SOSA, the leading global innovation platform that connects international organizations to innovative technology, has entered into a strategic partnership with Elron, a top Israeli early stage investment […]
John Doyle certainly knows theater. Over his thirty-year career, he’s staged more than two hundred professional productions throughout the United Kingdom and the United States, mostly in small, regional theater companies. In the early 1990s, while working at such a theater in rural England, the Scottish director came up with an innovative way to produce crowd-pleasing musicals on a tiny budget. Musicals are considerably more expensive to stage than traditional plays, due primarily to the cost of hiring musicians. But Doyle eliminated those excess costs by handing responsibility for musical accompaniment to his actors. The actors onstage doubled as instrumentalists.
Although studying creativity is considered a legitimate scientific discipline nowadays, it is still a very young one. In the early 1970s, a psychologist named J. P. Guilford was one of the first academic researchers who dared to conduct a study of creativity. One of Guilford’s most famous studies was the nine-dot puzzle, presented with its solution here. He challenged research subjects to connect all nine dots using just four straight lines without lifting their pencils from the page. Today many people are familiar with this puzzle and its solution. In the 1970s, however, very few were even aware of its existence, even though it had been around for almost a century.
How do you get your competitor to promote your value proposition?
DHL did just that in the highly competitive package delivery category. Shipping companies compete on the basis of speed, convenience, and reliability. So the race is on to prove to customers which company is the best performing.
In this campaign, DHL spoofed its competitors like UPS to broadcast that it's faster.
Columbia Business School is offering a three-day Executive Education program called Marketing and Innovation. The program will teach Systematic Inventive Thinking as well as other key innovation concepts.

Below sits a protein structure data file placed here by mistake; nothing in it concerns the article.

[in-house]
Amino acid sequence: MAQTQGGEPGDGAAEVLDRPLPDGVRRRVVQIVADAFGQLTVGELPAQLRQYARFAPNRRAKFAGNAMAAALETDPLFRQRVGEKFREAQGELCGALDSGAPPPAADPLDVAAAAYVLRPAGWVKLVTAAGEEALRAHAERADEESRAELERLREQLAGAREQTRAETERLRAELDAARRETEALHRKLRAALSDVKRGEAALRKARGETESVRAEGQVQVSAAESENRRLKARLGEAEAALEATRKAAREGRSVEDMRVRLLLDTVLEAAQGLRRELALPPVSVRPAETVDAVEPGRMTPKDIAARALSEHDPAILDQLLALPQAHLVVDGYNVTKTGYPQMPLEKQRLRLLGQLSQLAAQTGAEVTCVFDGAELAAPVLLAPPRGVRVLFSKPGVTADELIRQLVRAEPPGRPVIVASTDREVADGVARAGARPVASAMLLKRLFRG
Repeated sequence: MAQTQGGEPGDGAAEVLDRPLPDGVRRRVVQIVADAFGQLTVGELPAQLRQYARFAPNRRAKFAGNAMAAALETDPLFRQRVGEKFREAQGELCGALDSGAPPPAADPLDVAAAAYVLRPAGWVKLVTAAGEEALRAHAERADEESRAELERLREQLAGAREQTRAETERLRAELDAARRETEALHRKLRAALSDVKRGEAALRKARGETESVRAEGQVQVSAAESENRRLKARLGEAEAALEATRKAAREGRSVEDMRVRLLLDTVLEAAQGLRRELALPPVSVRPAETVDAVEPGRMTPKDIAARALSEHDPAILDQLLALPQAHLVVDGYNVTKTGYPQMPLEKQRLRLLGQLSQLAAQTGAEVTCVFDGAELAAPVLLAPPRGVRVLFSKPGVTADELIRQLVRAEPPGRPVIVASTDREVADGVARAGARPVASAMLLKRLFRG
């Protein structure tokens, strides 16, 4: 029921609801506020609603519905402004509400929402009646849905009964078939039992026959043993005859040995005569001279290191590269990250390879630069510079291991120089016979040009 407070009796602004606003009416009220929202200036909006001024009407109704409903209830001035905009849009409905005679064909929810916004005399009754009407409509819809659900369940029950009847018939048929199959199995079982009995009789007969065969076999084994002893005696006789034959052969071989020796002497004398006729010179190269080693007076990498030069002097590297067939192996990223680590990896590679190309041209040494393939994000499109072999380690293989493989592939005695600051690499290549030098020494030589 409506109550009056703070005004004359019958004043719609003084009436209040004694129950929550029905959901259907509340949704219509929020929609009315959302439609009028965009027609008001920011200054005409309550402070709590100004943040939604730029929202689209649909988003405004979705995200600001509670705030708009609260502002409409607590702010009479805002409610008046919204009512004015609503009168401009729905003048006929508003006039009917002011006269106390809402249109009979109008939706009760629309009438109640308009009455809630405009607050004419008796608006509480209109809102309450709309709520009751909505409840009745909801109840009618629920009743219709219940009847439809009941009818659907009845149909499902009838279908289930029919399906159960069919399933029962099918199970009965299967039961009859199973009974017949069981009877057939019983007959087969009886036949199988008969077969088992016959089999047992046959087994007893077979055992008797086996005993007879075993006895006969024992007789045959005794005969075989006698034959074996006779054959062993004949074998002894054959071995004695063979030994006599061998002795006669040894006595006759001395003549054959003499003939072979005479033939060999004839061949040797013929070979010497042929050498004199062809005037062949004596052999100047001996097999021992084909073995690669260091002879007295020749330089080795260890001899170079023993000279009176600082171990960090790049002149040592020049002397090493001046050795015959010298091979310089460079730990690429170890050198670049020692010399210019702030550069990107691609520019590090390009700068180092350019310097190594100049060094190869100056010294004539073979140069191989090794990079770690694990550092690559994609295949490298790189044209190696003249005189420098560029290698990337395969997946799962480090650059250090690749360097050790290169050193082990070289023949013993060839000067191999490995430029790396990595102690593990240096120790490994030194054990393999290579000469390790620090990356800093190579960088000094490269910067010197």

The program will be held June 17-19 and November 18-20 in New York. The program is ideal for middle- to upper-level executives who are responsible for strategic innovation and new product development. It is especially good for organizations that wish to send a cross-functional team to work on a specific challenge or project together.
You can frequently make groundbreaking innovations simply by dividing a product into “chunks” to create many smaller versions of it. These smaller versions still function like the original product, but their reduced size delivers benefits that users wouldn’t get with the larger, “parent” product. This is one of three approaches of the Division Technique called “Preserving Division.”
The famous inventor, Thomas Edison, lived in a beautiful home. But something was unusual about the gate that led into his house. His visitors had to push the gate very hard to open it, and then again very hard to close it. It seemed odd that such a successful inventor like Thomas Edison wouldn’t fix his gate. Rumor has it that Thomas had attached a pump to his gate so that every time someone opened or closed it, they were pumping fresh water into the plumbing system of the house.
This is a great example of the innovation technique called Task Unification. Task Unification is defined as the assignment of additional tasks to an existing resource. That resource can be a component of a product or service. Or it can be something in the immediate vicinity of the product or service.
It's like a chair that isn't there, but magically appears whenever you need it. It's called the Chairless Chair and you wear it on your legs like an exoskeleton: when it's not activated, you can walk normally or even run. And then, at the touch of a button, it locks into place and you can sit down on it. Like a chair that is now there.
It's a perfect example of the Subtraction Technique, one of five in the innovation method, Systematic Inventive Thinking (SIT). It's also a great example of Ideality, a property of innovation solutions that appear only when the problem appears.
The only thing worse than having too many emails is getting very long ones. When I open an email and see a long-winded message followed by a chain of other emails that have to be read as well, I dread it. After all, brevity is a virtue, and I value those emails that are short and efficient.
Now there's a new app that helps manage the problem, and it is a great example of the Subtraction Technique, one of five in the innovation method, Systematic Inventive Thinking. It's called "MailTime." MailTime re-formats and summarizes your mails into a messaging conversation view. It redesigns the way you assign tasks helps you to track information easier.
My seventh-grade son asked me to volunteer at his school to teach something nonacademic and fun, like how to rollerblade, bake cookies, and so on. I called the school and asked if I could teach a course called “How to Be an Inventor.” I had taught Systematic Inventive Thinking in many innovation workshops for about four years at that point, so I was confident I could deliver a fun and useful program for kids.
To my surprise, the school administrators said no.